I don’t give my kids microwaved popcorn. The bag lining includes a chemical that could cause cancer (google it) and the popcorn itself is very salty with questionable additives and it’s rarely vegan. But air-popped popcorn or popcorn popped on the stovetop is a whole food that makes a great snack for everyone. We often make extra to put some aside for lunches – in a sealed container, it won’t go stale before it’s eaten.
Making popcorn on the stovetop is really simple and quick – simply heat some oil, add the kernels and cover the pot with a lid. When they start to pop, shake the pot regularly until the sound of the popping stops for a few seconds. Pour them into a bowl and season them as you’d like. If you’re used to microwaved popcorn, buy some kernels and give it a try. It’s inexpensive, easy and you can season it as you like.
For popcorn seasonings, I like to experiment with different spices but it’s always topped with vegan butter, salt and nutritional yeast. In the image above, I used the recipe that follows.
Savoury spiced popcorn
2 tbsp vegan butter
1 tsp garam masala
savoury masala (mine is a spicy mix so the kids had theirs plain)
2 tbsp nutritional yeast
Pour the butter over the freshly popped popcorn. Add the spices and mix well. Enjoy!
Superbowl Sunday calls for a spicy chili and plenty of snacks to nibble on while watching the game. This year, we didn’t bother making a kid-friendly chili because they never like it much anyway. So we threw in the jalapeño pepper and didn’t skimp on the flavours. It’s topped with a dollop of spicy cashew dip for a creamy kick.
The chili was served with homemade pretzel dough cut into little “bites.” I got the idea from Vegan Richa (this dip is delicious and super easy too). I love the fact that the pretzels take no time to shape at all. Fresh out of the oven, there’s nothing like them! Aside from the hour it takes to let the dough rise, they’re quick to bake. Once you try them, you’ll be craving them again and again!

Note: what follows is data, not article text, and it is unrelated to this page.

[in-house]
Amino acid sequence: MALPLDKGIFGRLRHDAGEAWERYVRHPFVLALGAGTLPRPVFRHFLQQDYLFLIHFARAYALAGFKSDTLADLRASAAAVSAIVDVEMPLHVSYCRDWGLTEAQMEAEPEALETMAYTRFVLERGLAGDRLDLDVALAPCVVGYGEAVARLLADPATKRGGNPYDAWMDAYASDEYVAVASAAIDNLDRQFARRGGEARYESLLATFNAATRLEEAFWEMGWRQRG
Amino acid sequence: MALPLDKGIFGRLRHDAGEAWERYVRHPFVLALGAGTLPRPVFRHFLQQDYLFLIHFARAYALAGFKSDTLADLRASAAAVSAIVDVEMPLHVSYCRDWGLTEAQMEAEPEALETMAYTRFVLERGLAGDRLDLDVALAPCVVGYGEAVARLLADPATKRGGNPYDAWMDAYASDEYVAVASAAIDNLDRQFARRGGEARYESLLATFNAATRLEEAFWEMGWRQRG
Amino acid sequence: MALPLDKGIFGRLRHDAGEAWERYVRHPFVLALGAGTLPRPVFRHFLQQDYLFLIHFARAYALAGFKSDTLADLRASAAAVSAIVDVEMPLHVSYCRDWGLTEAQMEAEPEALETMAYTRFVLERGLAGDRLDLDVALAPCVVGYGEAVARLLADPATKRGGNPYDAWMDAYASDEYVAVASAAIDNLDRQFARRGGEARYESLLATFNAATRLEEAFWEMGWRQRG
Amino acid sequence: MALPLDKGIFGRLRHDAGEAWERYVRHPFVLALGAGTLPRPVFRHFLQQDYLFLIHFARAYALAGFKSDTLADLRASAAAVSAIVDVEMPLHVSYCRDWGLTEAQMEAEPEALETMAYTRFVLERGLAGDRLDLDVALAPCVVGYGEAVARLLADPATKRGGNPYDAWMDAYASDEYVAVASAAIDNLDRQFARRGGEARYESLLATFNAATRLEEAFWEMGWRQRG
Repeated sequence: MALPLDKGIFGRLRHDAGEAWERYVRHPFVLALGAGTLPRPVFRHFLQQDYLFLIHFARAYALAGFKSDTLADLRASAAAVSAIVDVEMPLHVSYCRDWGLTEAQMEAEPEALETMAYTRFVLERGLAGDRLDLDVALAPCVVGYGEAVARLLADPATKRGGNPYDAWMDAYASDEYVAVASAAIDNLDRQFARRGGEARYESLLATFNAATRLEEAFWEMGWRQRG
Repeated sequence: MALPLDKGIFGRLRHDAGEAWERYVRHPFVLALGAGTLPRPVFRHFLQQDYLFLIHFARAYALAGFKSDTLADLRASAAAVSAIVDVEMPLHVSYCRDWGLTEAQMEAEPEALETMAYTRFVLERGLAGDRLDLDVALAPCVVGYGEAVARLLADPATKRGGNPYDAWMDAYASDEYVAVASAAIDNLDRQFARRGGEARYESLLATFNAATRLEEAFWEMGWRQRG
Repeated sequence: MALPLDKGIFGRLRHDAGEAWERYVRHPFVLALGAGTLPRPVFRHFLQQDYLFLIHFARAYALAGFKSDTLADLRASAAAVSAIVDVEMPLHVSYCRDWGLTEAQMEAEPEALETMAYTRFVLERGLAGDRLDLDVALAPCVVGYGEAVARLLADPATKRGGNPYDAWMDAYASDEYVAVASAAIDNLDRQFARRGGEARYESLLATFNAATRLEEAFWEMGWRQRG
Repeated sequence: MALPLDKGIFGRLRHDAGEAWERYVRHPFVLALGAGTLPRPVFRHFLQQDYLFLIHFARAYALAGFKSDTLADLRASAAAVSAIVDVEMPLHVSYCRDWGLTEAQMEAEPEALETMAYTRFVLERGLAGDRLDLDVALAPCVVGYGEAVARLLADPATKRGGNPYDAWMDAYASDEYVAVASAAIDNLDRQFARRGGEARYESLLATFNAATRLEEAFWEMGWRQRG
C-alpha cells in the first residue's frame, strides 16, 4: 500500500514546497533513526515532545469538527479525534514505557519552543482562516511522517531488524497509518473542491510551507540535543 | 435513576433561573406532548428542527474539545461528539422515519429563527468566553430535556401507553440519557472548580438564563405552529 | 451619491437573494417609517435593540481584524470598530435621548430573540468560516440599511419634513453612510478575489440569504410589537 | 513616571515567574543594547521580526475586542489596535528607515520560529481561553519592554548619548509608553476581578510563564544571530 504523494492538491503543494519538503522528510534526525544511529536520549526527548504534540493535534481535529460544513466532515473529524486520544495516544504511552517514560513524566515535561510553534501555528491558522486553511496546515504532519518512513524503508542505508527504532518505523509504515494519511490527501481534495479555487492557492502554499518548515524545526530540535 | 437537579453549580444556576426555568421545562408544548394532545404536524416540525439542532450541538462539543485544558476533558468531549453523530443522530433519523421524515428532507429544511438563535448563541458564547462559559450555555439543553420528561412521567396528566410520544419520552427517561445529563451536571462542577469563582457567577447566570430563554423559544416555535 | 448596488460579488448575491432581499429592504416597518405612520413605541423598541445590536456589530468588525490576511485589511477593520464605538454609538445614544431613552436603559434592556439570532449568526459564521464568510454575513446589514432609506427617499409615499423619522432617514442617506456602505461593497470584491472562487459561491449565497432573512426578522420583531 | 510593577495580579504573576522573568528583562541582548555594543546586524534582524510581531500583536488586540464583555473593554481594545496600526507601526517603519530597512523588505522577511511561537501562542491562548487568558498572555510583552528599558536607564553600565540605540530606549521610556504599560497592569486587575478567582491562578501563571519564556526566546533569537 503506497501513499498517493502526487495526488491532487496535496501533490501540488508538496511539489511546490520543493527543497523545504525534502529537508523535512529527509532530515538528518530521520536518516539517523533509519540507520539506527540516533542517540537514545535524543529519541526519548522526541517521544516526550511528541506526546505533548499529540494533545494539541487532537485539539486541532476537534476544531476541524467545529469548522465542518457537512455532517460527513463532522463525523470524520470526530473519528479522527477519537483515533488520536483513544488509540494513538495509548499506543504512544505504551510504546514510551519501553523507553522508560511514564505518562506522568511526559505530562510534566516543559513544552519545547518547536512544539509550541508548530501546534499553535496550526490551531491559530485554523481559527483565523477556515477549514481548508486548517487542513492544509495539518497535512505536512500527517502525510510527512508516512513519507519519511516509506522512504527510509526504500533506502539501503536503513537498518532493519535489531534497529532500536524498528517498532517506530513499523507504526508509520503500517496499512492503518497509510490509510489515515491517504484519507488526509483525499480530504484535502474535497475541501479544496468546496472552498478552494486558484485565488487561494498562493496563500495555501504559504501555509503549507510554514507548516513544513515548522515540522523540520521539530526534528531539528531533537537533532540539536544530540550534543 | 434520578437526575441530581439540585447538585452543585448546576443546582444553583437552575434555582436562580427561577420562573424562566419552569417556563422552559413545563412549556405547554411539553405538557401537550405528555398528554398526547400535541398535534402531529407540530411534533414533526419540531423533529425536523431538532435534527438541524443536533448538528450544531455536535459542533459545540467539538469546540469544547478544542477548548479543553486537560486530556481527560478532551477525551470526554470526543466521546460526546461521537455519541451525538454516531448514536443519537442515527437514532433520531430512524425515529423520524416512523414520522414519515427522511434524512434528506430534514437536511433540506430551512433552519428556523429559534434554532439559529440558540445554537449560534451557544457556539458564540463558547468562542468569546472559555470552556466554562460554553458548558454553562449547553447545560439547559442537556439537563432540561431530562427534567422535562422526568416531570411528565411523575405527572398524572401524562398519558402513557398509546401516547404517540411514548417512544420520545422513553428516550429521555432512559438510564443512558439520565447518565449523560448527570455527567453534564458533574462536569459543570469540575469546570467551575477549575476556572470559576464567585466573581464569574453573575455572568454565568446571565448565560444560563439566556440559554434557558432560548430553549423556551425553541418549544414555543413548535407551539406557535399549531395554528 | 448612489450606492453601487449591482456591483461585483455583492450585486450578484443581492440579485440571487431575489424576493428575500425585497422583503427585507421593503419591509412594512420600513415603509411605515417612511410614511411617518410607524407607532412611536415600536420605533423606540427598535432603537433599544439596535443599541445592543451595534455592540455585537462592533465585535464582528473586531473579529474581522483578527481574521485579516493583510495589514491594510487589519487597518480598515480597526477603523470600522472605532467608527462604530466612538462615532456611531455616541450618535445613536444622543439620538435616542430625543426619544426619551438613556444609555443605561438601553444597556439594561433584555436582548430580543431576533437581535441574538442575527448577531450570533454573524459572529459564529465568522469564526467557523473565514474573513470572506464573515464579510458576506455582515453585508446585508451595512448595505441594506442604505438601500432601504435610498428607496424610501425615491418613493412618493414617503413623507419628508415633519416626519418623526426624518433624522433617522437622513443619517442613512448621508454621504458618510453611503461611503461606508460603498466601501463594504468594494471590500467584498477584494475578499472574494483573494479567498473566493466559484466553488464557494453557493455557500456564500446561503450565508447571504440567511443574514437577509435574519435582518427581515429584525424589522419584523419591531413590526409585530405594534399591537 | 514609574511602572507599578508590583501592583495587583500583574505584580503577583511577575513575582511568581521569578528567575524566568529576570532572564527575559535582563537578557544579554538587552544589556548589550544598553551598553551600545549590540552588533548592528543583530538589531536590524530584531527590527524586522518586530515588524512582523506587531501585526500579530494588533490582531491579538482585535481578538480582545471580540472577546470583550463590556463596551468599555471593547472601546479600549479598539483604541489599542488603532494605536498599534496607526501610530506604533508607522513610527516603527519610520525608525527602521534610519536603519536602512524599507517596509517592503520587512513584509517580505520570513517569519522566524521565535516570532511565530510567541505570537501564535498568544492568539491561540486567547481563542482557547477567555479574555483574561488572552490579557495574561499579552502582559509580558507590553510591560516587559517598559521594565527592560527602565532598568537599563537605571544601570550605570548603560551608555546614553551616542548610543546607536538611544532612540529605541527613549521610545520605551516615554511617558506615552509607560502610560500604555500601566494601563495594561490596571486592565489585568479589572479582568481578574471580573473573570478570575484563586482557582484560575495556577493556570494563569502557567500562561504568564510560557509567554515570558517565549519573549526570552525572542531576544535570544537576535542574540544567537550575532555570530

They’re served with a spicy cashew dip but we also dipped them in the chili. I usually make cornbread with chili but this was a really nice change. The recipe made enough pretzel bites for leftovers – even after we all ate our fill.
For the kids, I fried up some vegetables and tossed leftover rice and lentils in the pan for a very easy kid-friendly meal. It’s flavoured with just sesame oil and soy sauce. Not too complicated but it makes the kids happy.
Lentils and rice are a great pair that can be dressed up however you like them. If you have leftover rice and lentils, fry up some onion and garlic, add any vegetables you have on hand and spices that you like, add the rice and lentils, and you have a really nutritious and delicious meal.
If you’ve never cooked lentils before, they’re really simple and quick to cook. Just wash them well, checking for stones, cover them with water and simmer for 20 minutes. You can add your flavour in the water at the beginning or cook the lentils in plain water without any salt or seasoning. Fry onions and vegetables while the lentils are simmering and then throw the lentils in at the end. Give them a try!
Packing nutritious school lunches can be a real challenge for anyone. The kids get limited time to eat – generally in their classrooms with minimal supervision. It’s noisy and rushed on the best of days, from what I gather. They want to eat and go for recess with their friends. But my kids know they’re expected to eat their whole lunch before they eat all their snacks. If they eat a treat before they’ve finished their lunch, they won’t get a treat the next day.
My son’s a little rule follower so if he runs out of time to finish his lunch, he’ll eat it during last snack. If he feels the lunch we’ve packed was too big, we hear about it after school – through tears. My daughter, on the other hand, has a good appetite so the challenge with her is packing enough calories for her to consume in the time allotted.
Generally, we pack leftovers from dinner – if we can. But we have a few tricks for those days when we can’t pack leftovers or if the leftovers won’t translate well into cold lunches (like soup).